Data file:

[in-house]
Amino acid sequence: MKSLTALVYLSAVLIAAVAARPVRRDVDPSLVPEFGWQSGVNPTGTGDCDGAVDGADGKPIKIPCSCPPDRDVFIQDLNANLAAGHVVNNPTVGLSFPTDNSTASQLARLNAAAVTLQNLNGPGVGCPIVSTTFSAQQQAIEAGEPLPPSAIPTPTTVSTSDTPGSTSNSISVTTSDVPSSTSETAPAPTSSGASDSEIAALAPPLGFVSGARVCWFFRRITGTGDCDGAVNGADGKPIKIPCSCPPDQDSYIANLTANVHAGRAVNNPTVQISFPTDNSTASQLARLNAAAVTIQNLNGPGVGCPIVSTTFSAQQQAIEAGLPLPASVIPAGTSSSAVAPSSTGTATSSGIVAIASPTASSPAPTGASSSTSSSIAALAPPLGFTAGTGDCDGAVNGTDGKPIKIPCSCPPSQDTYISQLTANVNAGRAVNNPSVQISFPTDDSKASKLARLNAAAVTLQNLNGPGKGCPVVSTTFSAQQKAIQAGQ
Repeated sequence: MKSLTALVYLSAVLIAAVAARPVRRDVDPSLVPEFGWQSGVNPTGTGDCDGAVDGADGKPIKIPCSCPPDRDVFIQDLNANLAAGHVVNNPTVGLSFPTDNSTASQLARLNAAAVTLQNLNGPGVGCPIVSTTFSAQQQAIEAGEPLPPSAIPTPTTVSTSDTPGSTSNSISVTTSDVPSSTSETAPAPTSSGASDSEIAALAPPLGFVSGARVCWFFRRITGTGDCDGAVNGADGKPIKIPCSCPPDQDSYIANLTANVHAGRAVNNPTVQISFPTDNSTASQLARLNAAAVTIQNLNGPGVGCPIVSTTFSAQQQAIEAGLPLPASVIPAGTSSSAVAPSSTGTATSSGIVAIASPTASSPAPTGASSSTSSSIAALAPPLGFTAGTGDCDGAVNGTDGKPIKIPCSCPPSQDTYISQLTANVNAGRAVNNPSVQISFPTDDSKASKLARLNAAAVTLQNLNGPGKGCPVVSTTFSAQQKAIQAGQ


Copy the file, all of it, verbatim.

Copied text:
[in-house]
Amino acid sequence: MKSLTALVYLSAVLIAAVAARPVRRDVDPSLVPEFGWQSGVNPTGTGDCDGAVDGADGKPIKIPCSCPPDRDVFIQDLNANLAAGHVVNNPTVGLSFPTDNSTASQLARLNAAAVTLQNLNGPGVGCPIVSTTFSAQQQAIEAGEPLPPSAIPTPTTVSTSDTPGSTSNSISVTTSDVPSSTSETAPAPTSSGASDSEIAALAPPLGFVSGARVCWFFRRITGTGDCDGAVNGADGKPIKIPCSCPPDQDSYIANLTANVHAGRAVNNPTVQISFPTDNSTASQLARLNAAAVTIQNLNGPGVGCPIVSTTFSAQQQAIEAGLPLPASVIPAGTSSSAVAPSSTGTATSSGIVAIASPTASSPAPTGASSSTSSSIAALAPPLGFTAGTGDCDGAVNGTDGKPIKIPCSCPPSQDTYISQLTANVNAGRAVNNPSVQISFPTDDSKASKLARLNAAAVTLQNLNGPGKGCPVVSTTFSAQQKAIQAGQ
Repeated sequence: MKSLTALVYLSAVLIAAVAARPVRRDVDPSLVPEFGWQSGVNPTGTGDCDGAVDGADGKPIKIPCSCPPDRDVFIQDLNANLAAGHVVNNPTVGLSFPTDNSTASQLARLNAAAVTLQNLNGPGVGCPIVSTTFSAQQQAIEAGEPLPPSAIPTPTTVSTSDTPGSTSNSISVTTSDVPSSTSETAPAPTSSGASDSEIAALAPPLGFVSGARVCWFFRRITGTGDCDGAVNGADGKPIKIPCSCPPDQDSYIANLTANVHAGRAVNNPTVQISFPTDNSTASQLARLNAAAVTIQNLNGPGVGCPIVSTTFSAQQQAIEAGLPLPASVIPAGTSSSAVAPSSTGTATSSGIVAIASPTASSPAPTGASSSTSSSIAALAPPLGFTAGTGDCDGAVNGTDGKPIKIPCSCPPSQDTYISQLTANVNAGRAVNNPSVQISFPTDDSKASKLARLNAAAVTLQNLNGPGKGCPVVSTTFSAQQKAIQAGQ